Seeing Red

October calls for serious measures, and last week my friends and I, displaced Red Sox fans, had no qualms about ditching our jobs and significant others to attend the American League Division series. But for two days we did feel the shame of being in Anaheim, the Mickey Mouse of major-league cities.

The lingering Disneyfication of Edison International Field, with its Flintstones rock sculpture in center field and cheesy fireworks, has disgraced baseball for years. The focus on video displays and lame rock music is an unwelcome distraction in any park; in Anaheim, it feels like a giant birthday party — for 44,000 7-year-olds.

Yet with Curt Schilling pitching for the Sox, our spirits and our hopes were high. The cosmos seemed aligned. The first sign was when we eschewed scalpers for the ticket booth. To our amazement, we scored unclaimed box seats at $65 a pop. “How did you swing that?” my father wanted to know when I called him during batting practice. I could barely figure it out myself. No fan I know would pass up playoff seats behind first base — not even to a day game.

Despite the food-court vibe of their stadium, the Angels are respected for their ability and guts. Last week they showed little of either, mostly playing down to the level of their fans’ attention span. Team owner Arte Moreno is known for keeping his nose out of baseball decisions. Maybe he should reconsider. Or at least take a serious look at the atmosphere in Anaheim. The Angels play before red-clad, suburban boobs who act as if they are at a theme park instead of a major-league stadium inhabited by former World Series champions. Obsessed with a jacked-up Monkey and with banging blow-up, tube-shaped plastic balloons together to make a cacophonous racket, Angels fans, and pretty much everything about baseball in Anaheim, scream lightweight — or pep rally.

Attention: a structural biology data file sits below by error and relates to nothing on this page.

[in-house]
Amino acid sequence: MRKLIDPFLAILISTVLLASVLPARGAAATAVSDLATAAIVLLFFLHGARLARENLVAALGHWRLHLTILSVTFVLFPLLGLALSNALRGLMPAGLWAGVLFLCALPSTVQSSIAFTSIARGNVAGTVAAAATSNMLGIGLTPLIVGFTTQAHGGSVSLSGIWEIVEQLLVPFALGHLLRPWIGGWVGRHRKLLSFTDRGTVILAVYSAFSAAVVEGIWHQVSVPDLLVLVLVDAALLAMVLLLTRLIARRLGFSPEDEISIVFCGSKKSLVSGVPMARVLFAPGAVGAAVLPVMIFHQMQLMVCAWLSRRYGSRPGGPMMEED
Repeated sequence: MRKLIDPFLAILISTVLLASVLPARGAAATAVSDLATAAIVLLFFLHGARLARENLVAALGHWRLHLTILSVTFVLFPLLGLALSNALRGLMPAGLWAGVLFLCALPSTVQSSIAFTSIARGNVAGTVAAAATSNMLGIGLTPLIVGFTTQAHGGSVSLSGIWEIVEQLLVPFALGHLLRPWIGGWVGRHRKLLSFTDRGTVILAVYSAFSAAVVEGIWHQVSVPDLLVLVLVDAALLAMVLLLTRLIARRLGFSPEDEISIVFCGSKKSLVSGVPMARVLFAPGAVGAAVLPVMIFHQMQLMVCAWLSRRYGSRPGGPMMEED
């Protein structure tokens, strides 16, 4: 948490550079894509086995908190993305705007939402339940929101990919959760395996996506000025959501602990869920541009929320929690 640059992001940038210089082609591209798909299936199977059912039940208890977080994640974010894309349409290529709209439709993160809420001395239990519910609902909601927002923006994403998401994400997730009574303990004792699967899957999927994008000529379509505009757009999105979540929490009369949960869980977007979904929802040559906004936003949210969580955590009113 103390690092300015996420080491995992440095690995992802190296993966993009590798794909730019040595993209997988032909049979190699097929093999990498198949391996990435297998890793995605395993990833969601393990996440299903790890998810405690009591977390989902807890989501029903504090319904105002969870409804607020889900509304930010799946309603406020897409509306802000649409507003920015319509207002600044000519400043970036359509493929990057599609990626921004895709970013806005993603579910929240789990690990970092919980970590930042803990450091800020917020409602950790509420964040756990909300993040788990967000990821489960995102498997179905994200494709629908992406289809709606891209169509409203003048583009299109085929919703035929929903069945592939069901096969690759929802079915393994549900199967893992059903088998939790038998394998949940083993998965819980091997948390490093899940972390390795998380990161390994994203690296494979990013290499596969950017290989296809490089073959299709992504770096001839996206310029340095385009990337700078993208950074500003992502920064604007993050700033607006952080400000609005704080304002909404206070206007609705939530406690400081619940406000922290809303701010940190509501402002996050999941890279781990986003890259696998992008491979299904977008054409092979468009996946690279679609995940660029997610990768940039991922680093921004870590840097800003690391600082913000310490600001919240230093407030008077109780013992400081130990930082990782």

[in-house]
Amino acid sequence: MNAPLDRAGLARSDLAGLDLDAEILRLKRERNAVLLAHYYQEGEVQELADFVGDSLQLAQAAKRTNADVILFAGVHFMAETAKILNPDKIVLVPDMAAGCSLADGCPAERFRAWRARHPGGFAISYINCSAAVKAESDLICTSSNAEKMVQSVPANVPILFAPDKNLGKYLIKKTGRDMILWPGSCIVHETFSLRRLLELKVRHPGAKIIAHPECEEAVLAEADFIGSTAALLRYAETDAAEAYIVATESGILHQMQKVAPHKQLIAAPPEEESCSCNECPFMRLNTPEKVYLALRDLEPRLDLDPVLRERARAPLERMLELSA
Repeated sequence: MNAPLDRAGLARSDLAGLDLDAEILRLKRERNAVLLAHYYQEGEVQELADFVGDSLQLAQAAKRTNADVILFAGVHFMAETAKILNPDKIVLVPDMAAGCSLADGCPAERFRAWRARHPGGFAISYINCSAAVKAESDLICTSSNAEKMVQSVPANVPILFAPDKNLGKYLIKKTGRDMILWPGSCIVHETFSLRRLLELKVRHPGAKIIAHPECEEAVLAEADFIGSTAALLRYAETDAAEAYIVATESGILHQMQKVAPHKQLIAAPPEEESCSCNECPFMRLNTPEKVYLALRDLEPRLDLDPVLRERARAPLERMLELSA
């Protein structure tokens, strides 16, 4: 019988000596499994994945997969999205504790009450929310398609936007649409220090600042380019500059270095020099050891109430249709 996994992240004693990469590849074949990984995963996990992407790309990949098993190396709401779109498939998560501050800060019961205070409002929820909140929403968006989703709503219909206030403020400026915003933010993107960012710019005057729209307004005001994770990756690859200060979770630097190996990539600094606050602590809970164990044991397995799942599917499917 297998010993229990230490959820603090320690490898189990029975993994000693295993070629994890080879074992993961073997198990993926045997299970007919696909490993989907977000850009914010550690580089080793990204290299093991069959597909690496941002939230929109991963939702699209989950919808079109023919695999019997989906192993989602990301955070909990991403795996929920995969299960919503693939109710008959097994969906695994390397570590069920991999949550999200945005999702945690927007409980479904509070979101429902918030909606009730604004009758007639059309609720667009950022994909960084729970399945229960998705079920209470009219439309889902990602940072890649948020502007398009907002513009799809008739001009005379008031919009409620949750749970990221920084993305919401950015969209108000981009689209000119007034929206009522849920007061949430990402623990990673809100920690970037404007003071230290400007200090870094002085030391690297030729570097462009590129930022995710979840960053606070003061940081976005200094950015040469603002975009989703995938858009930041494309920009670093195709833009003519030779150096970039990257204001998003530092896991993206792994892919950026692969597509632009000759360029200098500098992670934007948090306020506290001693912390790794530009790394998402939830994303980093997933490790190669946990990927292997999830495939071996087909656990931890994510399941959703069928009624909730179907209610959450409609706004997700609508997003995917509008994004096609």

Fans calling in to AM Radio 710 after a crushing 9-3 loss for the Angels wondered:

“Where were the thunder sticks? The fans didn’t make enough noise.”

“Why weren’t more people crossing their thunder sticks to make an X when David Eckstein was at bat?”

“Is it me, or did we not see enough of the Rally Monkey today?”

No callers questioned if Vladimir Guerrero was ever going to take a pitch. Few challenged the use of usually versatile Chone Figgins at third base, despite costly fielding errors. Even old news, such as the suspension of star outfielder Jose Guillen, seemingly was of no import.